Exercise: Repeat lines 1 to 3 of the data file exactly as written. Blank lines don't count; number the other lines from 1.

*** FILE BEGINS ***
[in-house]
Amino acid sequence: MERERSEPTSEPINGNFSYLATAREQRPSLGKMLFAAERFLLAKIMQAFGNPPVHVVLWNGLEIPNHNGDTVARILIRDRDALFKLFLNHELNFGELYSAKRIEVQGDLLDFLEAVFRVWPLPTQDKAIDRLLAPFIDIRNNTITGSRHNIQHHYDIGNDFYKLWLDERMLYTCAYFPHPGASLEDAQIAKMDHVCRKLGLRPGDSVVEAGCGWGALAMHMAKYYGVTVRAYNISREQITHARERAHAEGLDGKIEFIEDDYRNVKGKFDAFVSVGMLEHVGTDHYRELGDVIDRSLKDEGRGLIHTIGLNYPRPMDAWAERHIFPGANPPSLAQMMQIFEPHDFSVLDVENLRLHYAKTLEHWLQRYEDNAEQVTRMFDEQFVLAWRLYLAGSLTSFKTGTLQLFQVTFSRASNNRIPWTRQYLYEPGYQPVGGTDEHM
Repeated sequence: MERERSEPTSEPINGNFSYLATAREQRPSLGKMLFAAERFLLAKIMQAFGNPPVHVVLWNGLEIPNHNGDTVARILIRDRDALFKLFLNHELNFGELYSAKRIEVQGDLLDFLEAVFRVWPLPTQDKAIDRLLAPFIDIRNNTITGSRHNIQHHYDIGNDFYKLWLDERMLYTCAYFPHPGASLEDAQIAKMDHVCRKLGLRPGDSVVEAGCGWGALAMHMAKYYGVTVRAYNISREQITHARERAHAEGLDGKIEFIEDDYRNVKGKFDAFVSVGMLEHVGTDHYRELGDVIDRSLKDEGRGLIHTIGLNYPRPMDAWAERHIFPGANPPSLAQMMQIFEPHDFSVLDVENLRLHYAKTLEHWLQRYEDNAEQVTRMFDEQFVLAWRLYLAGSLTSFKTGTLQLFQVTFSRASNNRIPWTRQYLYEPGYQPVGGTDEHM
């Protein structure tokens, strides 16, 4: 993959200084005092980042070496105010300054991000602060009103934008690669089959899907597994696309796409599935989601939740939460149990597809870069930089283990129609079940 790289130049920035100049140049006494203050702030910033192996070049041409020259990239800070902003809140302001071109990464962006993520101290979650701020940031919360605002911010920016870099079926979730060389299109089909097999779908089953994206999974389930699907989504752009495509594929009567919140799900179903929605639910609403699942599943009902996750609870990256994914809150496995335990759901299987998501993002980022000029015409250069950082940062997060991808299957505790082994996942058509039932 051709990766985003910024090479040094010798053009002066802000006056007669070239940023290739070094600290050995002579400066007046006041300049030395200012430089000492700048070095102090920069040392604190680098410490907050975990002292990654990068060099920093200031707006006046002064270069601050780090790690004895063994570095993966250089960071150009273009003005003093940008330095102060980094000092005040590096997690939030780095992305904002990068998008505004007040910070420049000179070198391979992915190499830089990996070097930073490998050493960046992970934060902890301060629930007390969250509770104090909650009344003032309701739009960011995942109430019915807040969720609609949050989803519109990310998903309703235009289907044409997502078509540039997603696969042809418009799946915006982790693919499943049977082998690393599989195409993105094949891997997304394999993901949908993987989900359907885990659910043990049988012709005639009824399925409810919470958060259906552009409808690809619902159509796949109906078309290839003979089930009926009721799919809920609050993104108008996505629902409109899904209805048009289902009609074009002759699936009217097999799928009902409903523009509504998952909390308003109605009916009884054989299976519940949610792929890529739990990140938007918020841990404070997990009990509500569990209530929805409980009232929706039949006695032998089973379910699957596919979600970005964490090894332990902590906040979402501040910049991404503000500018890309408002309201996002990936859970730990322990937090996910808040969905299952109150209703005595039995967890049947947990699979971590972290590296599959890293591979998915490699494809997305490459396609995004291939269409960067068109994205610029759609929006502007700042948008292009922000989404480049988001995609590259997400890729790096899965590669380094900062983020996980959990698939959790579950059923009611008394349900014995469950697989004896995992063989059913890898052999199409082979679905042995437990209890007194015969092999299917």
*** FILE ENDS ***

[in-house]
Amino acid sequence: MERERSEPTSEPINGNFSYLATAREQRPSLGKMLFAAERFLLAKIMQAFGNPPVHVVLWNGLEIPNHNGDTVARILIRDRDALFKLFLNHELNFGELYSAKRIEVQGDLLDFLEAVFRVWPLPTQDKAIDRLLAPFIDIRNNTITGSRHNIQHHYDIGNDFYKLWLDERMLYTCAYFPHPGASLEDAQIAKMDHVCRKLGLRPGDSVVEAGCGWGALAMHMAKYYGVTVRAYNISREQITHARERAHAEGLDGKIEFIEDDYRNVKGKFDAFVSVGMLEHVGTDHYRELGDVIDRSLKDEGRGLIHTIGLNYPRPMDAWAERHIFPGANPPSLAQMMQIFEPHDFSVLDVENLRLHYAKTLEHWLQRYEDNAEQVTRMFDEQFVLAWRLYLAGSLTSFKTGTLQLFQVTFSRASNNRIPWTRQYLYEPGYQPVGGTDEHM
Repeated sequence: MERERSEPTSEPINGNFSYLATAREQRPSLGKMLFAAERFLLAKIMQAFGNPPVHVVLWNGLEIPNHNGDTVARILIRDRDALFKLFLNHELNFGELYSAKRIEVQGDLLDFLEAVFRVWPLPTQDKAIDRLLAPFIDIRNNTITGSRHNIQHHYDIGNDFYKLWLDERMLYTCAYFPHPGASLEDAQIAKMDHVCRKLGLRPGDSVVEAGCGWGALAMHMAKYYGVTVRAYNISREQITHARERAHAEGLDGKIEFIEDDYRNVKGKFDAFVSVGMLEHVGTDHYRELGDVIDRSLKDEGRGLIHTIGLNYPRPMDAWAERHIFPGANPPSLAQMMQIFEPHDFSVLDVENLRLHYAKTLEHWLQRYEDNAEQVTRMFDEQFVLAWRLYLAGSLTSFKTGTLQLFQVTFSRASNNRIPWTRQYLYEPGYQPVGGTDEHM